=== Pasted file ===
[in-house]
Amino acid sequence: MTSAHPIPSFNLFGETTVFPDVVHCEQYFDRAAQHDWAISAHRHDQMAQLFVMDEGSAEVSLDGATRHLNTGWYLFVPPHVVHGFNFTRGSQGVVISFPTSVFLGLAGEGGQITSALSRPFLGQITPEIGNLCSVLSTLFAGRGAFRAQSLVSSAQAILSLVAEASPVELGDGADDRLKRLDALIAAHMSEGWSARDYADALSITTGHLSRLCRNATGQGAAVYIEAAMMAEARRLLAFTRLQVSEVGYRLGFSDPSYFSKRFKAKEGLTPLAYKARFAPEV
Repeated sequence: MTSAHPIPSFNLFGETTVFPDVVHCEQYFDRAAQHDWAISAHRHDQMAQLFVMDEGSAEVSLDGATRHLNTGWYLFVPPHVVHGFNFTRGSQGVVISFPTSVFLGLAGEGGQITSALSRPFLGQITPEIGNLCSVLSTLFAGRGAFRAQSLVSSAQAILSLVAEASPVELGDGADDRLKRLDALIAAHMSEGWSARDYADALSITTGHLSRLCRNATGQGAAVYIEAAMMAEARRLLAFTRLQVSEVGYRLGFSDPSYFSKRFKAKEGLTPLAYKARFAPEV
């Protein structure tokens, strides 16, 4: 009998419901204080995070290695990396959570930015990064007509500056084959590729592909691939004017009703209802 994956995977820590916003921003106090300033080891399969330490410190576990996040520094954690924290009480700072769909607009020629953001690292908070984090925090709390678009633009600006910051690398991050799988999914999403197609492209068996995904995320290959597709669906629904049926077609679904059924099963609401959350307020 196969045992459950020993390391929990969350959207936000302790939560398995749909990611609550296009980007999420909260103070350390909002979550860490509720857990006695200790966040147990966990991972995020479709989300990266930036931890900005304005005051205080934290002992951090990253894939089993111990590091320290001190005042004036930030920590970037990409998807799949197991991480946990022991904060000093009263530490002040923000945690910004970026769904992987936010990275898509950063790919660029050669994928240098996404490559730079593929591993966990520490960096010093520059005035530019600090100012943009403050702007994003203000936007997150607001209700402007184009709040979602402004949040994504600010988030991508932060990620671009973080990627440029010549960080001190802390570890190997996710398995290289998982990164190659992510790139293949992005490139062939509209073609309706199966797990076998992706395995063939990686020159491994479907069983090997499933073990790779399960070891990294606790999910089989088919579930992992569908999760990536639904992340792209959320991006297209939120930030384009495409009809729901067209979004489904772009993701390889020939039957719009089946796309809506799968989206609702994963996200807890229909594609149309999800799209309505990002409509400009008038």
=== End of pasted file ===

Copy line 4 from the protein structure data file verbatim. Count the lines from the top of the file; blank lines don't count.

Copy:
């Protein structure tokens, strides 16, 4: 009998419901204080995070290695990396959570930015990064007509500056084959590729592909691939004017009703209802 994956995977820590916003921003106090300033080891399969330490410190576990996040520094954690924290009480700072769909607009020629953001690292908070984090925090709390678009633009600006910051690398991050799988999914999403197609492209068996995904995320290959597709669906629904049926077609679904059924099963609401959350307020 196969045992459950020993390391929990969350959207936000302790939560398995749909990611609550296009980007999420909260103070350390909002979550860490509720857990006695200790966040147990966990991972995020479709989300990266930036931890900005304005005051205080934290002992951090990253894939089993111990590091320290001190005042004036930030920590970037990409998807799949197991991480946990022991904060000093009263530490002040923000945690910004970026769904992987936010990275898509950063790919660029050669994928240098996404490559730079593929591993966990520490960096010093520059005035530019600090100012943009403050702007994003203000936007997150607001209700402007184009709040979602402004949040994504600010988030991508932060990620671009973080990627440029010549960080001190802390570890190997996710398995290289998982990164190659992510790139293949992005490139062939509209073609309706199966797990076998992706395995063939990686020159491994479907069983090997499933073990790779399960070891990294606790999910089989088919579930992992569908999760990536639904992340792209959320991006297209939120930030384009495409009809729901067209979004489904772009993701390889020939039957719009089946796309809506799968989206609702994963996200807890229909594609149309999800799209309505990002409509400009008038």